A life insurer, financial services marketing firms and an insurance agent have agreed to pay a total of $7.2 million in fines and settlement fund deposits to resolve a California annuity marketing lawsuit.
No defendant in the suit, which was filed in a state court in Los Angeles, has admitted to any wrongdoing, according to California Insurance Commissioner Steve Poizner and California Attorney General Jerry Brown.
Poizner and Brown have accused the defendants of using offers to help older consumers with estate planning as a pretext for selling them living trusts and unsuitable annuities.
The defendants participating in the settlement include American Investors Life Insurance Company Inc. of Kansas, a subsidiary of the old AmerUs Group, Company, Des Moines, Iowa; Family First Advanced Estate Planning, Woodland Hills, Calif.; Family First Insurance Services, Woodland Hills; and John Owen, an insurance agent.
AmerUs was acquired by Aviva P.L.C., London, in November 2006.
The “stipulated judgment” setting out the settlement agreement, which is not subject to court approval, will require the defendants to pay $1.7 million in fines to the California Department of Insurance and the California Department of Justice.
The agreement also requires the defendants to deposit $5.5 million in settlement funds, to compensate California consumers who bought American Investor annuities through Family First Insurance Services and incurred surrender charges, officials say.
American Investors has agreed provide a “hardship waiver” for surrender charges for annuity owners who bought annuities through Family First Insurance Services or its agents, want to cash out, and would have a difficult time paying the surrender charges, officials say.
Consumers who have not already received a future credit of 55% or more of their surrender charges will be allowed a one-time offer of receiving the value of their annuities in monthly payments along with a bonus of 1% to 1.25%, officials say.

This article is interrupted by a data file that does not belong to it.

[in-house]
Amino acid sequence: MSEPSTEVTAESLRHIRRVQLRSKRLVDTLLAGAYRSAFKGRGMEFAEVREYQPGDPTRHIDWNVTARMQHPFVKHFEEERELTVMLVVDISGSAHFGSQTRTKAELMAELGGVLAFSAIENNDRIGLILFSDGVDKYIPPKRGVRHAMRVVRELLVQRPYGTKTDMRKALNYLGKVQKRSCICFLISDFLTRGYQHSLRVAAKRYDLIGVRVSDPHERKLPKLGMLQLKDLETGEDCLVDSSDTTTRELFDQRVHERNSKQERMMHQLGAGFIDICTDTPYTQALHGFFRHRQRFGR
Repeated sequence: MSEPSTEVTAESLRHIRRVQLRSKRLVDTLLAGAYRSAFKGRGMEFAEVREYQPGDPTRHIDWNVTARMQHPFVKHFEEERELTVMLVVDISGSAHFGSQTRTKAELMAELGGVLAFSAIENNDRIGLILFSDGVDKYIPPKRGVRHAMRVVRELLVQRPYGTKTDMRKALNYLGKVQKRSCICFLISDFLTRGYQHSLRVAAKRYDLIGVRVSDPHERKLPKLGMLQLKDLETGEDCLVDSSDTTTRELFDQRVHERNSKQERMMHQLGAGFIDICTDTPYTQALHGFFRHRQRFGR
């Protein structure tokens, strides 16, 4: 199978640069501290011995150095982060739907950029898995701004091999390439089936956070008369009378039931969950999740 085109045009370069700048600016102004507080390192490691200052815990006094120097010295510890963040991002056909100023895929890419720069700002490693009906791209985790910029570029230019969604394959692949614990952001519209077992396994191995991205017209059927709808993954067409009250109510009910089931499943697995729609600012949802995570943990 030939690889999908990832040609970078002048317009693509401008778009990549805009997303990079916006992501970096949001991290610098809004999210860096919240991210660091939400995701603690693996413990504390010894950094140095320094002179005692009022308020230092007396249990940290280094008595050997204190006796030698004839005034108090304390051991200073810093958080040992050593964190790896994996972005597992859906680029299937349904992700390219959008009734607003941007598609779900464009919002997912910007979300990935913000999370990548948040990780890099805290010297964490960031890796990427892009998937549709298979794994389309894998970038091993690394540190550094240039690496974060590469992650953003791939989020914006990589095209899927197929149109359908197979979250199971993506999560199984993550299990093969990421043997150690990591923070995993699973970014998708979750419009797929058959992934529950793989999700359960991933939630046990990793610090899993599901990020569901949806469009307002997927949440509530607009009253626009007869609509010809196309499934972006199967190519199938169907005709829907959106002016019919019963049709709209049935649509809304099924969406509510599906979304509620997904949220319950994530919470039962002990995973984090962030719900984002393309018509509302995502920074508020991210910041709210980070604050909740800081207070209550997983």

Owen has denied the material allegations and wrongdoing alleged by state regulators, but he has stipulated that his life agent license be restricted for 5 years, officials say.
Family First Insurance Services, which also denies all material allegations, has agreed to the revocation of its license, officials say.
The defendants in the case also have agreed to add “and insurance sales presentation” following the appearance of a term such as “class” or “seminar” in any insurance advertisements.
Owen and the Family First firms could not immediately be reached for comment.
Aviva is welcoming the announcement of the settlement.
“We are … pleased that the settlement provides valuable benefits to our customers that we hope will address their concerns,” the company says in a statement.
“Compliance is one of our top priorities and we are committed to delivering quality products and services that meet the individual needs of our customers,” the company says. “As soon as we learned that there were potential violations of California insurance laws and regulations, we took action to address those issues.”
Aviva has one of the strongest suitability requirements in the industry, and it requires completed suitability forms from all agents, in all states, for all policyholders regardless of age, the company says.
“In many cases, our requirements exceed those required by the state in which the policy is issued,” Aviva says. “Each sale is unique and our suitability process is designed to ensure that our agents consider each customer’s individual circumstances in making recommendations concerning our products.”
Less than 1% of customers have made complaints about Aviva products, the company notes.